We fell for this (because we didn’t have data to check TripAdvisor first!), but luckily we were only over-charged the fake “Couvert” fee of 40 kuna ($6), but others have been taken for much more. We complained to the owner who basically told us that he’s happy to rip of tourists because so many don’t check online reviews and he gets to much street traffic that he’s making good money from it.
Avoid these touts and the Gusti restaurant at all costs.
Now for some amazing places to eat in Dubrovnik!
Vegetarian Restaurant Nishta: This quaint little place up the stairs on the north end of the Stradun was our favourite place to eat in town. The menu is fully vegetarian, the dishes are well prepared, fresh and very flavourful.
Cafe Buza: This place probably has the best setting in all of Dubrovnik. Hugging a cliff on the edge of the walls and looking out directly over the Adriatic Sea, you really can’t beat the views from here. Admittedly, this isn’t a “place to eat” as it’s technically just a bar, but definitely come here for some pre-drinks (or post drinks) in the early evening.
Restaurant Dubravka: Just outside the main (western) gate, this restaurant is the perfect place to enjoy a fresh seafood risotto while gazing over at the walls of the old town.
Irish Pub Karaka: Probably the most lively bar in town (especially in the off-season when only expats are here), this quaint little bar is set right in the center of the walled city and has great prices.
There isn’t technically any food here, but the wait staff can give you a menu and they’ll even bring you pub-style meals from a nearby fast food joint. It’s worth noting that there’s another Irish Pub kitty corner to Karaka, but in our experience the food and ambiance was lacking in comparison.
Getting There & Away
Rental Car: If you’re planning on returning to the place where you leave from (thus avoiding the “drop off fee”), your best bet is to hire a car as it’s cheaper than the bus. You can rent a car for cheap from Split and drive to Dubrovnik in about 3 hours and then return it to Split when you’re done visiting Dubrovnik.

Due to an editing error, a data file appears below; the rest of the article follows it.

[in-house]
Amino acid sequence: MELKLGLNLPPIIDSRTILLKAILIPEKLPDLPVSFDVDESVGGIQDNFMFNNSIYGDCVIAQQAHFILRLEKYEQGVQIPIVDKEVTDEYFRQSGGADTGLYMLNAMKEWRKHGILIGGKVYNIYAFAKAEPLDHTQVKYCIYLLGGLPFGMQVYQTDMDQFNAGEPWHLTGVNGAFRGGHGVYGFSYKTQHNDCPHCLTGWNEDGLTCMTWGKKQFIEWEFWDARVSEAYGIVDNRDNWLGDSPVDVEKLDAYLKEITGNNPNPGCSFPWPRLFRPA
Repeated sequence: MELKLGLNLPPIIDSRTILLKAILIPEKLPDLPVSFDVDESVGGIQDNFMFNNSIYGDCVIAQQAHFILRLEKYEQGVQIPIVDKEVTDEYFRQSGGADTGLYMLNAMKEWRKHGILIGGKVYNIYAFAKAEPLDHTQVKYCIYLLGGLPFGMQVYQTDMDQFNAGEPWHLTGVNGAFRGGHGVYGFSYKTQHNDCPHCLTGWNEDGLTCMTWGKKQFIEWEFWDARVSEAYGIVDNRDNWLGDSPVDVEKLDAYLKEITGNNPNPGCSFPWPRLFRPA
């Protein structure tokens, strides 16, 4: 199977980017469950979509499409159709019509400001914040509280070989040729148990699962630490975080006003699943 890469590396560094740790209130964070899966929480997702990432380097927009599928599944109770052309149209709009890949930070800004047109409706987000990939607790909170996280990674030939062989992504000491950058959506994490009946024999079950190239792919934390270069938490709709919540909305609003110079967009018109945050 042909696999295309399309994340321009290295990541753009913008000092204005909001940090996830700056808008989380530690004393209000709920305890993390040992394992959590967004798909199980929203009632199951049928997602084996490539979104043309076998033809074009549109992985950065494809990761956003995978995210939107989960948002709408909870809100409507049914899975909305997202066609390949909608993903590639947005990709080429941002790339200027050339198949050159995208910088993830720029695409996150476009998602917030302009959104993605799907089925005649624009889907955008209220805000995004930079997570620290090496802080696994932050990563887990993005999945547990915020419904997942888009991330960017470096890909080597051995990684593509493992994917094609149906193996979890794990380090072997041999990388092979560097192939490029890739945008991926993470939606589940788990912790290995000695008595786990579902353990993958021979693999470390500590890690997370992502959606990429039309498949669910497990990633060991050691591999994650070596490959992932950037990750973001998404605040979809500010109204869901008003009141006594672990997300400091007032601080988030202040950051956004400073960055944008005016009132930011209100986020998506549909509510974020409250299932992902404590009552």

The coastal road is scenic and cars can be picked up for as little as $15 / day (if you book for a week) or $22 / day when booking one day at a time.
Bus: If you’re not going to be returning to the same city after your visit in Dubrovnik, you’ll want to take a bus. There are lots of buses leaving from Split, Sarajevo (Bosnia & Herzegovina) and from Kotor (Montenegro). The main bus routes are listed below.
- Dubrovnik – Split: 4-6 Hours (Around 125 KN / $18)
- Dubrovnik – Zagreb: 10 Hours (Around 220 KN / $32)
- Dubrovnik – Kotor (Montenegro): 2+ Hours (Around 135 KN / $20)
- Dubrovnik – Belgrade (Serbia): 15 Hours (Around 330 KN / $48)
- Dubrovnik – Sarajevo (Bosnia): 7 Hours (Around 150 KN / $22)
Fly: One of the coolest experiences you can have in Croatia is flying in a float plane over the Adriatic Sea! Before you start thinking that these flights will break the budget, you can actually get from Split to Dubrovnik for less than $45! It’s worth it just for the incredible experience.
Check out our video from our flight from Split, Croatia to Pescara, Italy 🙂
Dangers & Annoyances
As mentioned earlier, the only real danger and annoyance in Dubrovnik is getting ripped off by tourist prices. Avoid Gusti restaurant and check the menu for extra charges like “couvert”.
Couvert charges aren’t always a rip off. This is common practice in Italy and parts of France, but it should be clearly stated that you will be charged extra and that should be the only extra charge on the bill.
I think we’ve covered pretty much everything you need to know about travelling to the fascinating old town of Dubrovnik, Croatia. Now it’s time to pack your bags and get there! If you’re already planning a trip to Croatia or a nearby country in the Balkans, definitely don’t miss Dubrovnik.